Many pet owners like to enjoy the summertime outside with their pets, but the warm temperatures can be dangerous. Heatstroke, a potentially life-threatening condition, is a significant concern during hot and humid weather. Our Creature Comforts Veterinary Service team wants you and your pet to have an enjoyable summer, so we provide information about heatstroke and tips to protect your four-legged friend.
Heatstroke in pets
Increased body temperature caused by environmental conditions is referred to as heatstroke. A pet’s normal body temperature is 101.5 plus or minus one degree, and a body temperature above 104 degrees constitutes a true emergency. Heatstroke has multiple detrimental effects on a pet’s body, including:
- Heart — Sustained elevated body temperatures inhibit the heart’s ability to effectively pump blood throughout the body, leading to decreased circulating blood volume and shock. In addition, direct heart injury may lead to arrhythmias and further exacerbate perfusion abnormalities.
- Lungs — Excessive heat directly damages lung vasculature, causing fluid accumulation in the lungs and respiratory distress.
- Gastrointestinal (GI) — Decreased perfusion compromises GI integrity, which leads to increased permeability. Bacteria can then enter the bloodstream, which leads to septicemia.
- Kidneys — Inadequate perfusion and direct thermal injury can lead to acute kidney failure.
- Coagulation — Heatstroke can trigger disseminated intravascular coagulation (DIC), a condition that causes abnormal blood clotting throughout the body.
- Brain — Thermal injury can lead to brain swelling and bleeding.
Initial signs include lethargy, excessive panting, and thick, ropey drool. As the condition progresses, signs include difficulty breathing, disorientation, diarrhea, and collapse.
Pets at increased heatstroke risk
Pets have sweat glands in their feet and ears, but sweating plays a minor role in body temperature regulation. Pets must rely on less efficient methods, such as panting, to cool themselves, which means that all pets are susceptible to heatstroke. However, some pets are at increased risk, including:
- Brachycephalic breeds — Breeds such as bulldogs, pugs, boxers, Pekingese, and Persian cats, have short, flat faces that don’t allow proper air circulation when they pant, and they have a reduced ability to effectively regulate their body temperature.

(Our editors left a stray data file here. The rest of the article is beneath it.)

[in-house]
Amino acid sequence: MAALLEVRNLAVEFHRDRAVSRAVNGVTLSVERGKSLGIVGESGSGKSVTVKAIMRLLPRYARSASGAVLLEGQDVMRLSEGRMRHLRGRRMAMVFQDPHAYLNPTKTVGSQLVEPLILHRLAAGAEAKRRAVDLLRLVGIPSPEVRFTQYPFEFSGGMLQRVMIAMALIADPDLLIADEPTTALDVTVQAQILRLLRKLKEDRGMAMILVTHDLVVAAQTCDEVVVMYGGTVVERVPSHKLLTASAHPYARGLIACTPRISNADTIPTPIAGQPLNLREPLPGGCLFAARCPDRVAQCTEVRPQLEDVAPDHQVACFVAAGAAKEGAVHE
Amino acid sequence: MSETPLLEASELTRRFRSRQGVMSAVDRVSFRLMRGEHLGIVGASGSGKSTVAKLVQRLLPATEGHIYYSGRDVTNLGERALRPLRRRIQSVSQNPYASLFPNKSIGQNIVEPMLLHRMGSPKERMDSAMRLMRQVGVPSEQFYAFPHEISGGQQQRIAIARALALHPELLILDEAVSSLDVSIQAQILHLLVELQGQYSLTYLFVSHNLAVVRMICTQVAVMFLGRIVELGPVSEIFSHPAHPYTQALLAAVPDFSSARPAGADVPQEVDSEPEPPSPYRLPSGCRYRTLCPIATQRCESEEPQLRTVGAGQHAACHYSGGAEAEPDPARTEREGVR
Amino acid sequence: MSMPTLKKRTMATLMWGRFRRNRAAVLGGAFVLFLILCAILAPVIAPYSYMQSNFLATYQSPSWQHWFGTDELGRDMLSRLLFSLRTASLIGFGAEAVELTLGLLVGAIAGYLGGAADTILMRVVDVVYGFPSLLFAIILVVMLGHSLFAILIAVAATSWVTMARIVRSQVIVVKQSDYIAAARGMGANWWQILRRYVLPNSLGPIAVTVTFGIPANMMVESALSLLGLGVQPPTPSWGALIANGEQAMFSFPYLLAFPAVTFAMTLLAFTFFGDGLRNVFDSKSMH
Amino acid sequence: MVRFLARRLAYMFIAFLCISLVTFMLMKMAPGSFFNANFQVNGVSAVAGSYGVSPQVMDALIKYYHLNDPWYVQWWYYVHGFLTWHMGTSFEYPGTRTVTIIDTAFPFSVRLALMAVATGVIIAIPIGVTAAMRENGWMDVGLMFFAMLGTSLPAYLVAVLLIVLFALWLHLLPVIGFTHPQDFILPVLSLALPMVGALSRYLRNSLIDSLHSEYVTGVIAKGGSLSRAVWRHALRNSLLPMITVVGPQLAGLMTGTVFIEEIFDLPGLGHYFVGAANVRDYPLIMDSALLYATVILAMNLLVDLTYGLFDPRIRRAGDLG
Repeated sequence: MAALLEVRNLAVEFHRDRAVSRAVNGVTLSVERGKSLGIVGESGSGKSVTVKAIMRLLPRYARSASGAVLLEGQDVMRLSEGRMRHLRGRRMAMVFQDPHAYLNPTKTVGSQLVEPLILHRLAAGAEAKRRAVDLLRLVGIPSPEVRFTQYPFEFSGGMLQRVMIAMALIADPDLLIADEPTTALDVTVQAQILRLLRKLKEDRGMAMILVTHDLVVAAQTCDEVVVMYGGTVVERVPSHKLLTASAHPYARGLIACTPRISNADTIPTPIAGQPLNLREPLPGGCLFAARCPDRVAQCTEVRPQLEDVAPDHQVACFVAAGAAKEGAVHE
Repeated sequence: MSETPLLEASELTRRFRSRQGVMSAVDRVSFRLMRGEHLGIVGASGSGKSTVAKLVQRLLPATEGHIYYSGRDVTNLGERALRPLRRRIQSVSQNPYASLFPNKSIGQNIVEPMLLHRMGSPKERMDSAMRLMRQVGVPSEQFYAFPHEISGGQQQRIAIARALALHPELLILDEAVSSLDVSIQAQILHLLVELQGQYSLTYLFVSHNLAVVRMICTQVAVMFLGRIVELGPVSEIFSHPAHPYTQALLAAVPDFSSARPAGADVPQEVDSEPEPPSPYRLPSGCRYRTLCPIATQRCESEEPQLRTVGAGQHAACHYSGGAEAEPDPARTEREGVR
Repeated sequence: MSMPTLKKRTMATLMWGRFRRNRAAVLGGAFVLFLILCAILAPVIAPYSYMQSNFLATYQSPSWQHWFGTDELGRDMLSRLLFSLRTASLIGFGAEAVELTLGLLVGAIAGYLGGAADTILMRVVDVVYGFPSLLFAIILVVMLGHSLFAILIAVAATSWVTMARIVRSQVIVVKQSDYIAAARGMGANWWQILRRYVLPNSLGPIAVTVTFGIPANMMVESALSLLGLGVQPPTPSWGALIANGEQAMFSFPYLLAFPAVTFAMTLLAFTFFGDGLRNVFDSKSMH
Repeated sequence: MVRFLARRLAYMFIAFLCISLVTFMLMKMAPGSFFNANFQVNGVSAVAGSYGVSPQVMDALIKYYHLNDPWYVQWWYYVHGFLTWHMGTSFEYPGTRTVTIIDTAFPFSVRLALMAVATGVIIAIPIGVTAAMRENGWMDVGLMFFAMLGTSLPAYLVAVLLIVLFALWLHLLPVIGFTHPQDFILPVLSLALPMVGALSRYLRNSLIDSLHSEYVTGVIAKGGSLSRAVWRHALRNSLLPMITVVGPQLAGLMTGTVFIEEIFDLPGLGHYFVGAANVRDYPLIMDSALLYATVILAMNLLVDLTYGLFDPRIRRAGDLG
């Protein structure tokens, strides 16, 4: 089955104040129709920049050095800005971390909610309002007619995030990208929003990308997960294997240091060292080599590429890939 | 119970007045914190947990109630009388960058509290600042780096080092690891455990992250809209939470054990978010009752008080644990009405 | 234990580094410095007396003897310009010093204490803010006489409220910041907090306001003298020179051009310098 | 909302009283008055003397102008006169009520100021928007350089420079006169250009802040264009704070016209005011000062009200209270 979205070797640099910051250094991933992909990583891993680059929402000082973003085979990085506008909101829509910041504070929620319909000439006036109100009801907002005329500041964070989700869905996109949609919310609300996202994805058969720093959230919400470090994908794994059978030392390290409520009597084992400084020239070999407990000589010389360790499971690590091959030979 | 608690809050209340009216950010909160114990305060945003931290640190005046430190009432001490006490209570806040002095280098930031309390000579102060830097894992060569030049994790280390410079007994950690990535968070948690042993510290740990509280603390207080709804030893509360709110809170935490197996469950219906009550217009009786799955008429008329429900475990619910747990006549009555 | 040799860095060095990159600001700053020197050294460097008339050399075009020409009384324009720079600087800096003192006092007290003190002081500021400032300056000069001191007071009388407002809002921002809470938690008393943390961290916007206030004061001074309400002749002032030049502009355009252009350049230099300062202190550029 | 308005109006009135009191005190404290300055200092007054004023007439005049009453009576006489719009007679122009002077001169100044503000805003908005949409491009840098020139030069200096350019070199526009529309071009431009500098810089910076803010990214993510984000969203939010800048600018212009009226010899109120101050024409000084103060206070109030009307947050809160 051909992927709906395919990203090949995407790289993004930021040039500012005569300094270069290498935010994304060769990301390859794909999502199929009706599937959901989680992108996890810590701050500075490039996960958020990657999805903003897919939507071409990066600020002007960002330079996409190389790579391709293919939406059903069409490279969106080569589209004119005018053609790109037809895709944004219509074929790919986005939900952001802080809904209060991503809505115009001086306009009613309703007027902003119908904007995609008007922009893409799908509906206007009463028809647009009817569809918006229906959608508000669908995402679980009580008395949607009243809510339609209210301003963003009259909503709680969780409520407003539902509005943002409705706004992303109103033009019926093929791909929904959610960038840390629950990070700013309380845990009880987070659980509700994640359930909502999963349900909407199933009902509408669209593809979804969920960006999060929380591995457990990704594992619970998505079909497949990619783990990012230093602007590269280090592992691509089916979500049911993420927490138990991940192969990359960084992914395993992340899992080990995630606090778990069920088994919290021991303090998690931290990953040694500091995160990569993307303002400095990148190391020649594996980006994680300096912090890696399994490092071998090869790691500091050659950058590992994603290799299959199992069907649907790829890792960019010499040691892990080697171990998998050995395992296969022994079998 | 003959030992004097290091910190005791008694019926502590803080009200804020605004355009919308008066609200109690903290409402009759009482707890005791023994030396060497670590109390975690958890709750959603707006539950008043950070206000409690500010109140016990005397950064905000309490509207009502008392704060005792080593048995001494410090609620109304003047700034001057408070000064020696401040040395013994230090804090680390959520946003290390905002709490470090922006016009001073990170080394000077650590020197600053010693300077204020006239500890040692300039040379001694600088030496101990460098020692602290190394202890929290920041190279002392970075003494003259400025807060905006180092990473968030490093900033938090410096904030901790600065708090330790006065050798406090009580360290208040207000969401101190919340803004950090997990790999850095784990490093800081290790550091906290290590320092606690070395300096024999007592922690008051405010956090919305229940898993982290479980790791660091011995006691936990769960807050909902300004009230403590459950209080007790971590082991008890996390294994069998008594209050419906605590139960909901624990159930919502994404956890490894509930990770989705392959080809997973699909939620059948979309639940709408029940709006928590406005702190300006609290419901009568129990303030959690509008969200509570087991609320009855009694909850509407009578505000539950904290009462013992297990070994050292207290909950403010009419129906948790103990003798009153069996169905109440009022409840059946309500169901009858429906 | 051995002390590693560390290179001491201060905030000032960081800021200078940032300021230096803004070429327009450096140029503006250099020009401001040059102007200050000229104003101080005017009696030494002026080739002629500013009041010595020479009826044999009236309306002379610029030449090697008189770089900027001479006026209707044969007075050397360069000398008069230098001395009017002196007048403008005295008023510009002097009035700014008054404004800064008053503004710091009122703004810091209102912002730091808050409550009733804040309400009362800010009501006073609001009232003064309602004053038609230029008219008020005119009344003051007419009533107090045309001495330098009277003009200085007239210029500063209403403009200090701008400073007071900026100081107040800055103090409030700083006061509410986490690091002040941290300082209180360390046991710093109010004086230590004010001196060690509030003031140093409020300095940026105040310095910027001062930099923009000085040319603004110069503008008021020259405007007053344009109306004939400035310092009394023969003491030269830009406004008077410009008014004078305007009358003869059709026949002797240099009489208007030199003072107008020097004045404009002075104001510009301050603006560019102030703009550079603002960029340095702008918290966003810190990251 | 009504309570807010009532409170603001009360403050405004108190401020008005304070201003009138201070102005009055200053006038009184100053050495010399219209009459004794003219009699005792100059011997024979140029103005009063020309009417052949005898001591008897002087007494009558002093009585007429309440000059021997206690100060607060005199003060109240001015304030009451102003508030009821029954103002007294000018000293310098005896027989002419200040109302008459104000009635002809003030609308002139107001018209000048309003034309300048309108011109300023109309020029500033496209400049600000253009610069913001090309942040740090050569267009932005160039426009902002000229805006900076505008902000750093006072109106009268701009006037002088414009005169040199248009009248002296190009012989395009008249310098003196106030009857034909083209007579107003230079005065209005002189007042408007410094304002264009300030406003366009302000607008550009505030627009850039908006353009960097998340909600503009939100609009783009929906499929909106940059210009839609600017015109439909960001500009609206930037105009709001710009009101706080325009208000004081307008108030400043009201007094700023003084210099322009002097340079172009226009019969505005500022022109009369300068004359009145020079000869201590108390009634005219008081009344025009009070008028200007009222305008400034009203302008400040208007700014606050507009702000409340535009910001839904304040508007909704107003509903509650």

- Overweight pets — Overweight pets have an additional fat layer that inhibits their ability to cool themselves.
- Senior pets — Senior pets have a decreased ability to regulate their body temperature.
- Ill pets — Pets with a medical condition, such as a heart condition or respiratory illness, are at increased heatstroke risk.
Pet heatstroke first aid
If your pet overheats, appropriate first aid can save their life. Tips include:
- Move your pet — Take your pet to a cool, well-ventilated, preferably air conditioned, area.
- Offer your pet water — Offer your pet water, but don’t attempt to force them to drink or pour the water in their mouth.
- Take your pet’s temperature — If possible, take your pet’s temperature to monitor their progress and relay the finding to our veterinary team.
- Cool your pet — Use lukewarm water to cool your pet. Pour the water over their back, neck, and abdomen. You can also wet their ear flaps and paws.
- Avoid ice — Avoid using cold water and ice to cool your pet, because they can lower your pet’s temperature too quickly and result in shock.
- Seek veterinary care — Continue to cool your pet while you transport them to a veterinary hospital immediately.
Preventing pet heatstroke
Tips to protect your pet from heatstroke include:
- Schedule a wellness check — Schedule an evaluation by our veterinary team to ensure your pet doesn’t have an underlying condition that predisposes them to heatstroke.
- Never leave your pet in a car — The temperature in a vehicle can increase by an average of 40 degrees in one hour, regardless of the outside temperature, and puts your pet’s life at risk. Leaving the car with a window cracked or parking in the shade doesn’t mitigate the problem.
- Leave your pet at home — If the weather is especially hot or humid or your pet is a high risk, leave them at home and let them enjoy the air conditioning.
- Hydrate your pet — Dehydration increases your pet’s overheating risk. Ensure they have multiple water sources, and clean and refresh their bowls daily. On outings, take bottled water and a portable water bowl and offer them frequent drinks.
- Take frequent breaks — Also on outings, take frequent breaks in shady areas to let your pet cool down.
- Exercise safely — Exercise your pet early in the morning or late in the evening, when temperatures tend to be cooler.
- Leave your air conditioner on — You may be tempted to turn your air conditioning off when you leave for the day, but temperatures inside your home can get dangerously high on hot, summer days. In addition, close your curtains to help keep temperatures down.
- Don’t shave your dog — Your dog’s coat protects them from overheating and sunburn. You can trim long-haired dogs, but never shave them.
- Let your pet enjoy the water — Provide a kiddy pool or lawn sprinklers to help your pet cool down on a hot day. Ensure you supervise them while they play to prevent accidents.
If you want to schedule a wellness examination for your pet before the summer heats up, contact our Creature Comforts Veterinary Service team. We can ensure they are ready for warm weather fun.